Thursday, August 19, 2010

The Gatekeeper, part 2

Hideki leaves me waiting in the car: this first contact is to drop off our proposal.

Hideki will then seek to meet with the head of the whaling operation the next day and perhaps arrange a meeting that includes me on the third day... should we even get that far.

I step out and walk up and down the waterfront, intending to spend the 5 minute wait in appreciation of the sea.

Rather than stress over the outcome, I’m now in a meditative zone – I look out across the Pacific and draw up memories of the days when I lived in Venice Beach, California, in the early 90’s. That familiar boardwalk lies there, beyond thousands of miles of deep, mysterious waters in which untold, watery lives unfold.

Most weekends I would get the hell out of LA and its infernal grid to hike through the arid canyons north of Malibu. The memory of the hikes washes over me now: probably because of how I would enter the same meditative state on these walks, where everything falls away leaving only an expanded, more vibrant present awareness of the world around me. In these times, there is a feeling of connecting earth and heaven, and the senses extend beyond the body to fuse with the air, the water, the earth and the life they are all host to.

Hideki has been gone 30 minutes, and I continue to walk.

Hideki has not returned after an hour – I choose various vantage points along the beach to stand and observe the universal rituals of the beach-going public.

After an hour and a half, I laugh at how tortured this wait would be if I were in any other state of mind.

Surely, either this long absence is a very good sign, or a very bad one.

The inhabitants of this region are far more friendly than the bustling denizens of Tokyo – most nod or smile as they pass me. Only a few seem to not know what to do with me, and so remain impassive or stern.

The butterflies flit about. The hornets fly about their business.

A cat pads out from the bushes, across the road and down the stone steps to the sand, where it promptly digs and squats. I look away out of respect for the keen sense of dignity cats have – especially in these embarrassing moments of public body function - then back again in time to see it paw a token amount of sand over its business before returning back the way it came.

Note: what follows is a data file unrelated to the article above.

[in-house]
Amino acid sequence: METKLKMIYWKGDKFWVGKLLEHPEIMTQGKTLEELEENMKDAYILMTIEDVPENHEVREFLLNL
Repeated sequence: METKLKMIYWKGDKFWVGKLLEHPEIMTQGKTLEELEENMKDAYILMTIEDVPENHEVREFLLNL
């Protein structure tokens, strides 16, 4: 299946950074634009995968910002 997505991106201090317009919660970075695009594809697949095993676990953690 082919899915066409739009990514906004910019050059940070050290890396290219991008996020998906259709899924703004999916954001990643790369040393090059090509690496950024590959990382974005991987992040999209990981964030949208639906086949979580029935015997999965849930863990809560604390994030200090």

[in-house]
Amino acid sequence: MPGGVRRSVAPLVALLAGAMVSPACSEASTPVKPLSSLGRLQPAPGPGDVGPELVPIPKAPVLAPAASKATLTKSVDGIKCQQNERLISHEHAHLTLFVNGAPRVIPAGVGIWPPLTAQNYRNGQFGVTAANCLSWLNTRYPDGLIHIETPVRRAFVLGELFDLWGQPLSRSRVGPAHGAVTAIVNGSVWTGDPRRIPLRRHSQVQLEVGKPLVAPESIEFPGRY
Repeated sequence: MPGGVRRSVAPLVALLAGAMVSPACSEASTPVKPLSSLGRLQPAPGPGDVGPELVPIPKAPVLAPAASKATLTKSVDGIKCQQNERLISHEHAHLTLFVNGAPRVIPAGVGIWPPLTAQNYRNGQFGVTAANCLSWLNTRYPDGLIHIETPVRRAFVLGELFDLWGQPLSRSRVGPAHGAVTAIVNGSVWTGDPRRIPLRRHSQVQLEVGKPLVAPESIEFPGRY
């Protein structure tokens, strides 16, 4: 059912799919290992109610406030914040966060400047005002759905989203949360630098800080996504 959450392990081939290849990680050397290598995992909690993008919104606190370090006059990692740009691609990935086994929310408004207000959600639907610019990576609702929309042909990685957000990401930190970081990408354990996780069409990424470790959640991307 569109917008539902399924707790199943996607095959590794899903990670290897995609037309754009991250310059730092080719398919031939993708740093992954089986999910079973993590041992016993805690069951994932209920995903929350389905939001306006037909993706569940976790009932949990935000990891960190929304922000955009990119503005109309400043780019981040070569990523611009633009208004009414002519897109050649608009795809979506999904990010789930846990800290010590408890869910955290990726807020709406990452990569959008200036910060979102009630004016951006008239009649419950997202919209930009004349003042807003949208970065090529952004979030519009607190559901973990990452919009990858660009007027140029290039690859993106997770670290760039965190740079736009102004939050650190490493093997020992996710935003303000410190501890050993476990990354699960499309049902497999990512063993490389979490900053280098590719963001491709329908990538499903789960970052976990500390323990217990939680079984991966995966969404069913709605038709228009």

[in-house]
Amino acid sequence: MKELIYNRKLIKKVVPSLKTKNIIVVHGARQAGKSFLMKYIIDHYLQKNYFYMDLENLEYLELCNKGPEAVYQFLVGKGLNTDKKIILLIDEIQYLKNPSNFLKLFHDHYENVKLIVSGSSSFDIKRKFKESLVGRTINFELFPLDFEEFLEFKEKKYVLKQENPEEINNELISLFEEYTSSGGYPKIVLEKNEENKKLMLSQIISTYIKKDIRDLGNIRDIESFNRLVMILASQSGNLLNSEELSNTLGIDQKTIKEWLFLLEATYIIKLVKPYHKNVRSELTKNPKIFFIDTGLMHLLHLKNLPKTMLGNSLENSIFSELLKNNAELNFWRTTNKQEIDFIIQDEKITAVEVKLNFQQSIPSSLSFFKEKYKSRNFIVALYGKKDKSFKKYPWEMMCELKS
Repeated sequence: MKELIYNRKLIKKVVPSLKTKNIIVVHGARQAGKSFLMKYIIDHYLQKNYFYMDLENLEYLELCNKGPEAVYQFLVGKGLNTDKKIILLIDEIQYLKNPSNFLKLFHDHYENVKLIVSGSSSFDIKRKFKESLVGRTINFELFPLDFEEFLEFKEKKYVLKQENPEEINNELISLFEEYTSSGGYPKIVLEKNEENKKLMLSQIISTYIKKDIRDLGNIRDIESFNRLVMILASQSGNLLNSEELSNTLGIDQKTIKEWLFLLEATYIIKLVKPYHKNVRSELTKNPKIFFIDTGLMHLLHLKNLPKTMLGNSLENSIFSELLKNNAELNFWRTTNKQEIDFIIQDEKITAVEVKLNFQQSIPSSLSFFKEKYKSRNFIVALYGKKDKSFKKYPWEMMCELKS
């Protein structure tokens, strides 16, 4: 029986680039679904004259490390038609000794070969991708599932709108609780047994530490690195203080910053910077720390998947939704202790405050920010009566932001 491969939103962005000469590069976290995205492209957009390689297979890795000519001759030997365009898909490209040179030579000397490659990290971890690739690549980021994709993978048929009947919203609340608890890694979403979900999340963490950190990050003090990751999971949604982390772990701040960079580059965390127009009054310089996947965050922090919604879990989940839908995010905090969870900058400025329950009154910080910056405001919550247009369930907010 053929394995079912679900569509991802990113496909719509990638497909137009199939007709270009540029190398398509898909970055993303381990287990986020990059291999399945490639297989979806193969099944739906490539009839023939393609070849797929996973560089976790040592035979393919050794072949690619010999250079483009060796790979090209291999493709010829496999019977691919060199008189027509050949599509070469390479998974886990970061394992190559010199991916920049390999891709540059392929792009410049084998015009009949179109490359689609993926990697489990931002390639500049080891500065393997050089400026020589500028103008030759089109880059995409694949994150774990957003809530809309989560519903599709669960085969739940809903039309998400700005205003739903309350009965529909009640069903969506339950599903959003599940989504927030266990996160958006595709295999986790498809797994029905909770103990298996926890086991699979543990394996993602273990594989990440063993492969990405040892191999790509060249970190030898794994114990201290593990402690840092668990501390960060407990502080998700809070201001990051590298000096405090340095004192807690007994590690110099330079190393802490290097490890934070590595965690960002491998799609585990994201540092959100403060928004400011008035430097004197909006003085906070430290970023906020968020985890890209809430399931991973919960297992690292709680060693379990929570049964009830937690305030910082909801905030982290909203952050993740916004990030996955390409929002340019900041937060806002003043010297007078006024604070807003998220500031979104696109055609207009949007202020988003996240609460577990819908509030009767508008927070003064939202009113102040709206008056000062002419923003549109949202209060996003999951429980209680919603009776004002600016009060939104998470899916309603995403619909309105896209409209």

Well over two ours have passed, and finally, there is Hideki, alive and smiling.

The film will be made, he says.

We sit and look out over the water. The details come out gradually, some of which I can share here.

The head of the whaling operation is a very reasonable man, intelligent and well-traveled, Hideki explains. And most importantly for us, he shares the vision of exchange of Whale Like Me. Many details remain to be discussed but in principle, we have a meeting of the minds, and this creative partnership of a conservationist with whalers will move forwards.

The next day, the three of us meet. I agree with Hideki’s impressions of the man.

Whale Like Me proposed this meeting but could not know in advance who the whaler would be: now that I have him in front of me, I see that he is perfect. He will represent his perspective with intelligence, and give my conservationist approach real questions to grapple with. Already during our first brief meeting, we left each other with some potent challenges to chew upon and the tension in the air was thick: there is no doubt we will - all three of us - grow and evolve through the making of this film.

My time with him during the shoot will be tense, confronting and real – but the outcome, I know, will mark progress towards unlocking the stalemate over whaling. He and Hideki will represent to foreigners a more honest representation of who the whalers and the Japanese are, what they do, and why. I will represent to Japanese people a more honest view of who conservationists are, what we do, and why.

The dice are not loaded: after following this chemical reaction between opposites, caught on film, the chips will fall where they may.

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